But we weren’t the only ones at work in that universe. The ad agencies of competitor brands were also plotting, planning and campaigning. And we’d see the results when one of their brands would take off across the wall, sometimes on a convergent course with a brand that we were trying to swing towards a potentially profitable position.


Slow-motion brand warfare raged throughout that universe. Us against the enemy.

Our mission was to hold and defend lucrative brand positions, while capturing valuable enemy positions across the consumer universe.

Strategic opportunities would appear: a competitor’s brand with a large market share would move away from its original market position, perhaps deflected rightwards by a badly-timed price increase or driven downwards by an ill-conceived marketing campaign.

Immediately, we would reposition one of our nearby brands to fill the vacated spot which we knew was ripe with consumers looking for a brand that matched their budget and expectations.

Or perhaps we’d launch a sudden attack with one of several secret new brands kept ready for rapid deployment.


When, for three years you have watched 100 brands at play in a market driven only by addiction and advertising, and have been able to test and measure the impact of scores of creative and brand strategies, you end up with an understanding of brands and brand strategy that is tattooed into your skin.

The kind of understanding that refuses to be tricked by bullshit brand theories frequently presented as reality.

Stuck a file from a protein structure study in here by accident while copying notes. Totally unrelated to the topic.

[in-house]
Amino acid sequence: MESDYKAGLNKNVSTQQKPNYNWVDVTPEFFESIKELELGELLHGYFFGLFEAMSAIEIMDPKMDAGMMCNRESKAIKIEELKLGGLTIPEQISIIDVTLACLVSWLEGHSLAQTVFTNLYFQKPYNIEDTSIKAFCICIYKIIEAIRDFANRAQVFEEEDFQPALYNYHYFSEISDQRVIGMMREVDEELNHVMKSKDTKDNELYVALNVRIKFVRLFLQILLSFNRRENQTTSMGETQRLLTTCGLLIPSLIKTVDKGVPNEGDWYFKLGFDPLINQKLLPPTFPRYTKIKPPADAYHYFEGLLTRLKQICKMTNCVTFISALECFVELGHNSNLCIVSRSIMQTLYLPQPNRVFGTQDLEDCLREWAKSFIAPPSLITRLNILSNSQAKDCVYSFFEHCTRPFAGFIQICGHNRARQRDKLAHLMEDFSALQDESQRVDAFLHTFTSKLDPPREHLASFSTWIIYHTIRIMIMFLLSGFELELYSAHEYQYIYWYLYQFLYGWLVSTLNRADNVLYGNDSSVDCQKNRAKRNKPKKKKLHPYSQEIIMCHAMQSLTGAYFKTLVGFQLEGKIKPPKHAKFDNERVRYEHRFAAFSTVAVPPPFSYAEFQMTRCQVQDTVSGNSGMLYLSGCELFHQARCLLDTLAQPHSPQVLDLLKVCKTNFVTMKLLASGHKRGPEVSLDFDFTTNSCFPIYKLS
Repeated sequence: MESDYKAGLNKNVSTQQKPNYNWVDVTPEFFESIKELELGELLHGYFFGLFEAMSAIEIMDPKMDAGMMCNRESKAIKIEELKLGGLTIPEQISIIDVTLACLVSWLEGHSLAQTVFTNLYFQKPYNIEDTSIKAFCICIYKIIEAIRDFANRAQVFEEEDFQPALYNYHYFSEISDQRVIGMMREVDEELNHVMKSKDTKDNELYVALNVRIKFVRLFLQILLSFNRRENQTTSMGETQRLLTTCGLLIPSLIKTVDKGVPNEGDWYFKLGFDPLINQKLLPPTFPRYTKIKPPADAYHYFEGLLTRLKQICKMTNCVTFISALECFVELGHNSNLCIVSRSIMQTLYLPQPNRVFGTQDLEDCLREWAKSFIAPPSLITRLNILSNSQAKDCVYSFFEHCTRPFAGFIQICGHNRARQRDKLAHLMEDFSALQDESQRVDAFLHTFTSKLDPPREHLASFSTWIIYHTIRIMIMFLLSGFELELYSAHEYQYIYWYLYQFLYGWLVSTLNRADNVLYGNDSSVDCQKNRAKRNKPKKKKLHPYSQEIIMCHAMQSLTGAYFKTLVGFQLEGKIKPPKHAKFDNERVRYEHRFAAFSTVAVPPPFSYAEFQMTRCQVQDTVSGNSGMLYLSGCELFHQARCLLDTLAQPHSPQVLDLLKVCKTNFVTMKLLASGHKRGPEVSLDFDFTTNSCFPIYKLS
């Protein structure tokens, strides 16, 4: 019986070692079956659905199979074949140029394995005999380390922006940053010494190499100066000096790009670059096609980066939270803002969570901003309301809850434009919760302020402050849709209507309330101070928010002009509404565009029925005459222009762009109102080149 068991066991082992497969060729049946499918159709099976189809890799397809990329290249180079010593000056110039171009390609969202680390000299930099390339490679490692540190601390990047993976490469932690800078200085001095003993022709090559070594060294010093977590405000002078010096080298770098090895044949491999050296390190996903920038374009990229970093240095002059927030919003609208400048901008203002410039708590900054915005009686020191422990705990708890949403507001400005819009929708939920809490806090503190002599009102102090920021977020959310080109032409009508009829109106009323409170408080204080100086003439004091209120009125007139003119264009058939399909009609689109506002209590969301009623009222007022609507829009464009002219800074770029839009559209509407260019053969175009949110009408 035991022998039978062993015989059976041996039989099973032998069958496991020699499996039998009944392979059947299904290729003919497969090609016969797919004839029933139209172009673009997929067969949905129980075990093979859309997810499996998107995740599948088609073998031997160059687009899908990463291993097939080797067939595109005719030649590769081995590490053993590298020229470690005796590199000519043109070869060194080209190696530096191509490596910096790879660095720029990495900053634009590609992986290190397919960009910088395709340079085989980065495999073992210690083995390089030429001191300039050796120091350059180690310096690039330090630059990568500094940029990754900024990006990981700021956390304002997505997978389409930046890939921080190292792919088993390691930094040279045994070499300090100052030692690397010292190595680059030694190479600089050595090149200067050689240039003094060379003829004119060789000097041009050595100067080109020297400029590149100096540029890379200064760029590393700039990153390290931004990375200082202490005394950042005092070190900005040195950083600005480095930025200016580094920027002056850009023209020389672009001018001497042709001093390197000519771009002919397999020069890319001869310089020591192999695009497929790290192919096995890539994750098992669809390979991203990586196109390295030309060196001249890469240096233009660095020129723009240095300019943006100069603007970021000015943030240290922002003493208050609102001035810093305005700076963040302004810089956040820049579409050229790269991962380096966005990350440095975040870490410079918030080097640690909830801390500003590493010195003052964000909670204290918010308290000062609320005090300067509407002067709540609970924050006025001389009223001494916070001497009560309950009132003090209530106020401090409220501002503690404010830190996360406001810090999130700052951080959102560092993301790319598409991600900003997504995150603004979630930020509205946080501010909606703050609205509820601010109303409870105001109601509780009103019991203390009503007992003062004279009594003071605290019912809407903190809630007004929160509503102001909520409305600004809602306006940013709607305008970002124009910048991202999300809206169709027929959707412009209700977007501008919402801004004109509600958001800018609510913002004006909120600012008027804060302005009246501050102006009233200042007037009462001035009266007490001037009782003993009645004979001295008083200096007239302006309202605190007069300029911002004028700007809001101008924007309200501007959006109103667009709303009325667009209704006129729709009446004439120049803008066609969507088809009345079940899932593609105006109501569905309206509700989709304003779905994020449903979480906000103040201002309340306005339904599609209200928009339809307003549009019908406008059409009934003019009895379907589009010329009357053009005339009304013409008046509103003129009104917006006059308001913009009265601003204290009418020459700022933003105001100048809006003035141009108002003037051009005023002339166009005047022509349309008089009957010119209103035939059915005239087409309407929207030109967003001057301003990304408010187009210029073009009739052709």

A huge volume of stuff is written and published about brands and branding, most of which is dead wrong.

Few marketing professionals understand what a ‘brand’ and ‘branding’ is. This is frustrating. Because the truth is breathtakingly simple and utterly practical.

So here it is. This could be the most important thing you learn in your marketing life:


How simple is that? How elegant?

Branding isn’t a look and feel, a style, a colour, a typeface, or a set of attributes. That’s livery, corporate image and packaging design.

A brand is none of those things because it is neither a product nor a design. It is a relationship.

A brand comprises the sum of the feelings a consumer has about their lifetime of interaction with your product, service and organisation. And their expectations of your future together.

But that’s only half of it. The next truth is equally simple and equally important:


Here’s how this little gem works:

1. A brand is a relationship

2. A relationship is the sum total of the beliefs and feelings a person has about someone or something

3. Beliefs and feelings exist in the mind

4. Therefore a brand exists in the mind of a consumer

If, on reading the above words you got a chill of realization or a thrill of understanding, write your name on a $100 note and send it to me immediately.

If you can hold on to these two truths through thick and thin, you will be the only voice in the room talking sense about brands when everyone else is talking nonsense. You will also be able to discuss brands and branding, wisely, with giants.

If you’ve got skin in the marketing game, these are the two money shots.

We’ll explore the ramifications of these revelations, and provide some concrete examples you can drop on people, in:

How Branding & Brands Work – Part Two